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What Happened To Your Integrity, Chiefs?
From: Aburam Korankye | @kesterGHLENS          Published On: December 16, 2012, 16:24 GMT
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What Happened To Your Integrity, Chiefs?

I am one silly young man who is easily disturbed by worries that trend which afflicts the integrity of our Traditional leaders. And I am increasingly becoming disgusted by actions and inactions of some Traditional Rulers.

Six months ago, it struck me from my investigations into activities of Chiefs that over the years, the integrity of most Traditional leaders have too many times come under serious criticism from State Institutions, International organizations and even diplomatic missions. The integrities of many traditional rulers have come under stern scrutiny and we must discuss it. We must not hypocritically sweep it under the carpet in our quest to be respectful.

“Whether it is in the field of advocacy on health issues or in the area of ensuring that children go to school under hygienic conditions, or in the preservation of culture heritage, chiefs have a key role to play. Sitting down aloof and watching government facilitate development all alone is not an acceptable position”.

So at the insistence of the Asantehene Otumfuo Osei Tutu II, the World Bank supported the establishment of the Promoting Partnership with Traditional Authorities Project (PPTAP) with various grants --$ 4.5 million went to Asanteman Council, and a further $ 500,000 to Akyem Abuakwa Council, to plan and implement developmental projects in their respective traditional areas on a pilot scale.

The pilot project started on 28 July 2003— two days before I turned 13 years, and ended on 30 June 2006. Some 40 school buildings were built in Asanteman and a few other projects commenced in Akyem Abuakwa. It is important to note that, a significant number of chiefs in Ghana have taken active part in the development of their communities and some are still role models for many—I still wonder in my dreams why young people chose chiefs as role models.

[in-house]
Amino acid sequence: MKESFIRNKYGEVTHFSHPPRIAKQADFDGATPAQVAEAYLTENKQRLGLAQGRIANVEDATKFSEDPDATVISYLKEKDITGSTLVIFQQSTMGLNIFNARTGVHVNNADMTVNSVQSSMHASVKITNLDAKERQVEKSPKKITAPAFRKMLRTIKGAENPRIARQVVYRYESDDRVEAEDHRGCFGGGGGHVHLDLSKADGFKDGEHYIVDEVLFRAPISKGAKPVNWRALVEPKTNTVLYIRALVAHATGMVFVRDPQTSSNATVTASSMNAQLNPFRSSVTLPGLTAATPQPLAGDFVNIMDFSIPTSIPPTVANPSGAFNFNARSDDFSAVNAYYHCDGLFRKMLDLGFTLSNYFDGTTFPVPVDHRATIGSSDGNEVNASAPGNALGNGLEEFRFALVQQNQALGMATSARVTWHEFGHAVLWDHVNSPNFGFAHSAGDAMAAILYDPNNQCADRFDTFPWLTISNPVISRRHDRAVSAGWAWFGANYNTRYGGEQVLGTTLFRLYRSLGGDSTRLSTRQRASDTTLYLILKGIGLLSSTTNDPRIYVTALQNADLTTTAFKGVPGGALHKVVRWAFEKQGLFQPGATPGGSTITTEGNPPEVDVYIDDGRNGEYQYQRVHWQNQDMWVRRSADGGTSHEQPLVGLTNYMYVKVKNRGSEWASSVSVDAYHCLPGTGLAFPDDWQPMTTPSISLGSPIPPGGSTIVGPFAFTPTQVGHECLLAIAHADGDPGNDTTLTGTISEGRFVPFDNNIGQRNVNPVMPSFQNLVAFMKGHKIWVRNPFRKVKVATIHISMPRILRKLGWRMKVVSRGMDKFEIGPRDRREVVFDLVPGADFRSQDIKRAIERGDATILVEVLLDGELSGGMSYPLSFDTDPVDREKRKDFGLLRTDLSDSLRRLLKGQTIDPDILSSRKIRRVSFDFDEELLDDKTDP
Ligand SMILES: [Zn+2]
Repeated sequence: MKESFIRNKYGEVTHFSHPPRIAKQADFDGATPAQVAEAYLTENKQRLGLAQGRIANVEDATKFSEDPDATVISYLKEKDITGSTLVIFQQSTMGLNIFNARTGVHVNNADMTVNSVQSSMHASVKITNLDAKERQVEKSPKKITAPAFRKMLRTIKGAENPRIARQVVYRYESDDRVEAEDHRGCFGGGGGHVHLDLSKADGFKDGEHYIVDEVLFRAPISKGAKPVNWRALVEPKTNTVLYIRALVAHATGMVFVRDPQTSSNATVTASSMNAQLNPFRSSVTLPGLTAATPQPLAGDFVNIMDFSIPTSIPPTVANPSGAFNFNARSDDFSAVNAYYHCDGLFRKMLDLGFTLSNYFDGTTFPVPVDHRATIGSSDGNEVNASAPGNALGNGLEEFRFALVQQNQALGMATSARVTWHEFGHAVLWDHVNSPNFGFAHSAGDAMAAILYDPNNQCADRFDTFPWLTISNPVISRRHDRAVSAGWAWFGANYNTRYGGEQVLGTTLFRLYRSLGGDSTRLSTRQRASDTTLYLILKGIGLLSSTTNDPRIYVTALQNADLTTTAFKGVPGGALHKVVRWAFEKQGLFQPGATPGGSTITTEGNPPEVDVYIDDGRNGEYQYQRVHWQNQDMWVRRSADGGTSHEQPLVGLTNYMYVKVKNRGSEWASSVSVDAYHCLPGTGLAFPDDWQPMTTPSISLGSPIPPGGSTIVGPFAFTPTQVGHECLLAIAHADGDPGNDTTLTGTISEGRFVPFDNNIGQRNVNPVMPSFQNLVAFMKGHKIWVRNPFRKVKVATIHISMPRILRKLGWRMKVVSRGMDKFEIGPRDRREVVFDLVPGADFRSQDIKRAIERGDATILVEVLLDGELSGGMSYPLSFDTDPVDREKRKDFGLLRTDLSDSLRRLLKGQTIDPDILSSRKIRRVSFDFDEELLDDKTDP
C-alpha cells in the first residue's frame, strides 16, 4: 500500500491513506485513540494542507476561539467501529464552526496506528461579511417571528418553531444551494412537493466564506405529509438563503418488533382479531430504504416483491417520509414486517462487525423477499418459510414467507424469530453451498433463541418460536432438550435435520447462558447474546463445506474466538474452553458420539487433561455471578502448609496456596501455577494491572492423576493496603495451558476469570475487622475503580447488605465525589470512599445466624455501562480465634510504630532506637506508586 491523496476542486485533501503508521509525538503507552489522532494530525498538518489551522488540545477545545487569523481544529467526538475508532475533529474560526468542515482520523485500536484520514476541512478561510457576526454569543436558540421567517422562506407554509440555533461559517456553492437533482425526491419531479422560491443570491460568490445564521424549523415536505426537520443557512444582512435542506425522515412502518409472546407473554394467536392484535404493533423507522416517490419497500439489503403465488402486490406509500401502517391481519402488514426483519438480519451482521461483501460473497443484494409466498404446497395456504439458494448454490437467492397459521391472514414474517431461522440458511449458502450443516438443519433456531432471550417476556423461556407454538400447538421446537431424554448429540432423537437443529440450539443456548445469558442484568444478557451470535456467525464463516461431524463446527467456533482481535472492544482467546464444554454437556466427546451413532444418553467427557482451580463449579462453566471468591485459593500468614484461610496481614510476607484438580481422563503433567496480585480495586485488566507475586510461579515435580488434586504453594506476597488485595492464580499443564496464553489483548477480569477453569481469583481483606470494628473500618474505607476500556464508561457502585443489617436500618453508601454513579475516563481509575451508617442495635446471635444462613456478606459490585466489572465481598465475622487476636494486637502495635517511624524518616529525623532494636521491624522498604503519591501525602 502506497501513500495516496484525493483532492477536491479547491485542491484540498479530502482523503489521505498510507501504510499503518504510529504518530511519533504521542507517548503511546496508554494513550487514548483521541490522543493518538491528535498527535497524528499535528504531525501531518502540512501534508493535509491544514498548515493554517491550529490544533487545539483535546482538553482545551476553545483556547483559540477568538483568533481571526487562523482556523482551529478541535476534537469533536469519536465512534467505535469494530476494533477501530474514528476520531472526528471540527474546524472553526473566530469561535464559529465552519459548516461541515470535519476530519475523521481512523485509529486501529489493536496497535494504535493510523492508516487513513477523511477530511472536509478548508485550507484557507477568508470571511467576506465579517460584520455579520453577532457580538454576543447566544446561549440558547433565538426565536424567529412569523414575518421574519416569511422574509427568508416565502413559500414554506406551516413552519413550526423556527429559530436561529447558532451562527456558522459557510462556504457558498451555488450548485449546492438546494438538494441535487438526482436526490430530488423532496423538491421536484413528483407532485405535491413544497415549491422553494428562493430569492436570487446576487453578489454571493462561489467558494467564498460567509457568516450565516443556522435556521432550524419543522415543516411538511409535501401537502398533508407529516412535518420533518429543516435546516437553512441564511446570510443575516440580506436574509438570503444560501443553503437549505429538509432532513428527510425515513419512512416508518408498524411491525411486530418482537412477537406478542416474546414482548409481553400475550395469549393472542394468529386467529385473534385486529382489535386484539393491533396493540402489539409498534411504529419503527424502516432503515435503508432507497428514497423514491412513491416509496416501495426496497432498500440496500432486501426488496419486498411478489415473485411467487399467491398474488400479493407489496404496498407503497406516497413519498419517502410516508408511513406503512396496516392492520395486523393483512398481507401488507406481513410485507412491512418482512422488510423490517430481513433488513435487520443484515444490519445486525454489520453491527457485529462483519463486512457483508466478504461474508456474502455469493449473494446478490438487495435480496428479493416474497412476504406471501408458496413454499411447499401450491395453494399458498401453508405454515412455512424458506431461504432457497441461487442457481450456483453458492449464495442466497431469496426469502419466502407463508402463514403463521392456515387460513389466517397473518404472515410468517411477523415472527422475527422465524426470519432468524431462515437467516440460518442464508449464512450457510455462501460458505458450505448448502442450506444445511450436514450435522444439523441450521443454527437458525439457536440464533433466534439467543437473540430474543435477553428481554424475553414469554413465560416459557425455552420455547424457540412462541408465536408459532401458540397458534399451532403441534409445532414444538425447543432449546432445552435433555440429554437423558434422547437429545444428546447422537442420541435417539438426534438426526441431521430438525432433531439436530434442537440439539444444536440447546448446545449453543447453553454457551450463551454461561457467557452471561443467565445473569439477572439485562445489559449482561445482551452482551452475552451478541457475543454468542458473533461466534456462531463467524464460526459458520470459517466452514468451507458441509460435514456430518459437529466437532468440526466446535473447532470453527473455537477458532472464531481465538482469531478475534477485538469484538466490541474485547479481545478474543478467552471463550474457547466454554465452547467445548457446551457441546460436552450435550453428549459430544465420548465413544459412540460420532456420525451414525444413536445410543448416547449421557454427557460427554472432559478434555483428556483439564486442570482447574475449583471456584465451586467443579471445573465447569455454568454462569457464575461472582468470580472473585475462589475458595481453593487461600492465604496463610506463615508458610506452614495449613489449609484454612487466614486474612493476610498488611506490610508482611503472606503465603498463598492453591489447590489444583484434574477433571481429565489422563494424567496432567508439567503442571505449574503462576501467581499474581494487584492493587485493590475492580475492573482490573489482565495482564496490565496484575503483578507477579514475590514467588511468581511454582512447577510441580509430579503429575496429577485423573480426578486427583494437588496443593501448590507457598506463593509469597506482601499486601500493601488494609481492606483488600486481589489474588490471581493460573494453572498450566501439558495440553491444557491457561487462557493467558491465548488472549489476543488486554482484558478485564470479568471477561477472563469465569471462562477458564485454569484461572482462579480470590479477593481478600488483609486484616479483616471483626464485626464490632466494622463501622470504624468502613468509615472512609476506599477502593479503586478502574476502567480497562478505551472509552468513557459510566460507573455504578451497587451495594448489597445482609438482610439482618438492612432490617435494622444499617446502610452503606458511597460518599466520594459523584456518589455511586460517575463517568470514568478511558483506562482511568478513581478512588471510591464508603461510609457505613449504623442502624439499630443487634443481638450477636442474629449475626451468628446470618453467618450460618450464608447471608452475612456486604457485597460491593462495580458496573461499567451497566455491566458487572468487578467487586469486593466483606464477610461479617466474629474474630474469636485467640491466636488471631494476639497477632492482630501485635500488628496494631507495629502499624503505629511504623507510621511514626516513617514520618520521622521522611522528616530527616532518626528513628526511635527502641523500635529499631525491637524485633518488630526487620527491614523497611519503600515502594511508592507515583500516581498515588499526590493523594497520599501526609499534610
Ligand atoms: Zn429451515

However, the focus of the project was to ascertain whether traditional leaders were up to the task of contributing significantly to socio-economic development of their own communities. It was also to test the collaborative efforts of traditional authorities, local and central governments, and donor agencies in promoting sustainable development in underprivileged, rural communities.
This is 2012, next month is 2013 and it would be10 years after this pilot project started with a whopping $ 5 million disproportionately shared between only two traditional councils. And from all indications, it looks to me our leaders failed us greatly on that pilot project. They could not take advantage of this great opportunity and therefore nothing became of the Pilot Project. In fact nothing has been said about PPTAP since 2006. The questions on my mind are:

1. What has become of the PPTAP?
2. What significant impacts have been recorded?
3. Was it just another “token” in disguise?

It is only in Ghana and perhaps Africa that foreigners believe that they are enriching us by donating a cow, a goat, or some chickens and a plough. This is because they have realized that our leaders are interested in “tokens” than actually solving our many problems. They have realized, based on research that our leaders cannot effectively manage our many resources to benefit us all.

Often politicians are the ones who come under attacks from IMANI and other civil societies. I do not think successive governments have served as well enough but I am unpleasantly surprised by how little progress our Traditional leaders have made after Independence to alleviate poverty, eradicate malaria, maintain sanitation, and the like in their communities—And as if not embarrassing enough, our Chiefs have turned the Chieftaincy Institution into an agency of fraud.

I nearly broke down when I learnt that the Ministry of Foreign Affairs (MOFA) refuses to accept requests from the Ministry of Chieftaincy and Culture for protocol endorsements to facilitate Visa acquisition for Chiefs and their entourage travelling abroad. MOFA insists that there is little integrity in our Chieftaincy Institution and that very few chiefs are still in their good books.

Investigations have revealed that some chiefs collect huge sums of monies from desperate Ghanaians who will trade their life’s to travel abroad and fraudulently secure them Visas through the MOFA protocol under the pretext that these persons are subjects of the chiefs who will assist them on their trip—only for them to go and vanish into the air. This, according to MOFA, has resulted in a number of diplomatic wrangles between Ghana and aggrieved Nations who receive these illegal migrants.

I don’t think there is anything right with that “business”. It is not only fraudulent and therefore criminal, but it will, as long as it exists on a “willing-buyer willing-seller” basis, send wrong signals to the outside world that we don’t love our country and our culture. Ghana is in the international arena and what we do here is available to be seen everywhere. We don’t want to send the signal that we are thieves, no.

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